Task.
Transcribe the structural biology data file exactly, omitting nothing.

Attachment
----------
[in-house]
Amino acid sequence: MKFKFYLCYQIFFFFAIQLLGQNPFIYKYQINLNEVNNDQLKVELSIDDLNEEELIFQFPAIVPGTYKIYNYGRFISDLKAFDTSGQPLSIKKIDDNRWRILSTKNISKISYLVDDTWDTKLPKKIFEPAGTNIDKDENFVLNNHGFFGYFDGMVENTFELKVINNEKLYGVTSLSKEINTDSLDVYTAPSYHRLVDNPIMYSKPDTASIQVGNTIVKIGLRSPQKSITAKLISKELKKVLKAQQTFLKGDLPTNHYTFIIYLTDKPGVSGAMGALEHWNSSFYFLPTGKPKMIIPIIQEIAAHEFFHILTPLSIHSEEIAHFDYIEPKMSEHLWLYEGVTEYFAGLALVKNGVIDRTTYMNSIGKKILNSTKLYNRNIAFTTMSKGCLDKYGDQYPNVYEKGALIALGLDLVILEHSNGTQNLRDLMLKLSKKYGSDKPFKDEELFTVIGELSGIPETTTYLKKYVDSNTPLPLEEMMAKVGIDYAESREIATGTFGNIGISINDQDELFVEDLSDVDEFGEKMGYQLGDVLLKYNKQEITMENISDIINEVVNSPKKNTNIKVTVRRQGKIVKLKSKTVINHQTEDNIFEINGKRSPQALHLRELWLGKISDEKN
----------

[in-house]
Amino acid sequence: MKFKFYLCYQIFFFFAIQLLGQNPFIYKYQINLNEVNNDQLKVELSIDDLNEEELIFQFPAIVPGTYKIYNYGRFISDLKAFDTSGQPLSIKKIDDNRWRILSTKNISKISYLVDDTWDTKLPKKIFEPAGTNIDKDENFVLNNHGFFGYFDGMVENTFELKVINNEKLYGVTSLSKEINTDSLDVYTAPSYHRLVDNPIMYSKPDTASIQVGNTIVKIGLRSPQKSITAKLISKELKKVLKAQQTFLKGDLPTNHYTFIIYLTDKPGVSGAMGALEHWNSSFYFLPTGKPKMIIPIIQEIAAHEFFHILTPLSIHSEEIAHFDYIEPKMSEHLWLYEGVTEYFAGLALVKNGVIDRTTYMNSIGKKILNSTKLYNRNIAFTTMSKGCLDKYGDQYPNVYEKGALIALGLDLVILEHSNGTQNLRDLMLKLSKKYGSDKPFKDEELFTVIGELSGIPETTTYLKKYVDSNTPLPLEEMMAKVGIDYAESREIATGTFGNIGISINDQDELFVEDLSDVDEFGEKMGYQLGDVLLKYNKQEITMENISDIINEVVNSPKKNTNIKVTVRRQGKIVKLKSKTVINHQTEDNIFEINGKRSPQALHLRELWLGKISDEKN